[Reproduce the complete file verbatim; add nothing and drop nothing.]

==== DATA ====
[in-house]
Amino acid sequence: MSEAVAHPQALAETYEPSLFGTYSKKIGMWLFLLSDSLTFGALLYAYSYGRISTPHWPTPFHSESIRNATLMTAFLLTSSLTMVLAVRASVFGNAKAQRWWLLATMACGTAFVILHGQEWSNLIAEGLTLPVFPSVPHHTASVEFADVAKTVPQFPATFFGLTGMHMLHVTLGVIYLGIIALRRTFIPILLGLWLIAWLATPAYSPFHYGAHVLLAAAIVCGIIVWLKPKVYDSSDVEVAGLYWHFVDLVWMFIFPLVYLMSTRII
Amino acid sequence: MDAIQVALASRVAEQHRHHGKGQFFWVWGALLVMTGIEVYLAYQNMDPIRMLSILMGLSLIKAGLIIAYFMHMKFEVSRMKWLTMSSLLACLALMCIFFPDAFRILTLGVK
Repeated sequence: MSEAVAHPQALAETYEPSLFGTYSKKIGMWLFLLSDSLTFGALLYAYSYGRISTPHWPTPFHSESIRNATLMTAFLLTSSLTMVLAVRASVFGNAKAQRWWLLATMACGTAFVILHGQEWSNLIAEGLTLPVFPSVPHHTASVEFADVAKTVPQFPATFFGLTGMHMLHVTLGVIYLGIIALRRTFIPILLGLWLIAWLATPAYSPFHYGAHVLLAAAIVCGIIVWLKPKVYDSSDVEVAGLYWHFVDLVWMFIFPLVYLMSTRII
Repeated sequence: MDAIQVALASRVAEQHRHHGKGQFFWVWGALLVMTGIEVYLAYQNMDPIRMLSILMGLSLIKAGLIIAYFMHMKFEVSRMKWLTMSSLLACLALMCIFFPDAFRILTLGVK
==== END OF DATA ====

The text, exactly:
[in-house]
Amino acid sequence: MSEAVAHPQALAETYEPSLFGTYSKKIGMWLFLLSDSLTFGALLYAYSYGRISTPHWPTPFHSESIRNATLMTAFLLTSSLTMVLAVRASVFGNAKAQRWWLLATMACGTAFVILHGQEWSNLIAEGLTLPVFPSVPHHTASVEFADVAKTVPQFPATFFGLTGMHMLHVTLGVIYLGIIALRRTFIPILLGLWLIAWLATPAYSPFHYGAHVLLAAAIVCGIIVWLKPKVYDSSDVEVAGLYWHFVDLVWMFIFPLVYLMSTRII
Amino acid sequence: MDAIQVALASRVAEQHRHHGKGQFFWVWGALLVMTGIEVYLAYQNMDPIRMLSILMGLSLIKAGLIIAYFMHMKFEVSRMKWLTMSSLLACLALMCIFFPDAFRILTLGVK
Repeated sequence: MSEAVAHPQALAETYEPSLFGTYSKKIGMWLFLLSDSLTFGALLYAYSYGRISTPHWPTPFHSESIRNATLMTAFLLTSSLTMVLAVRASVFGNAKAQRWWLLATMACGTAFVILHGQEWSNLIAEGLTLPVFPSVPHHTASVEFADVAKTVPQFPATFFGLTGMHMLHVTLGVIYLGIIALRRTFIPILLGLWLIAWLATPAYSPFHYGAHVLLAAAIVCGIIVWLKPKVYDSSDVEVAGLYWHFVDLVWMFIFPLVYLMSTRII
Repeated sequence: MDAIQVALASRVAEQHRHHGKGQFFWVWGALLVMTGIEVYLAYQNMDPIRMLSILMGLSLIKAGLIIAYFMHMKFEVSRMKWLTMSSLLACLALMCIFFPDAFRILTLGVK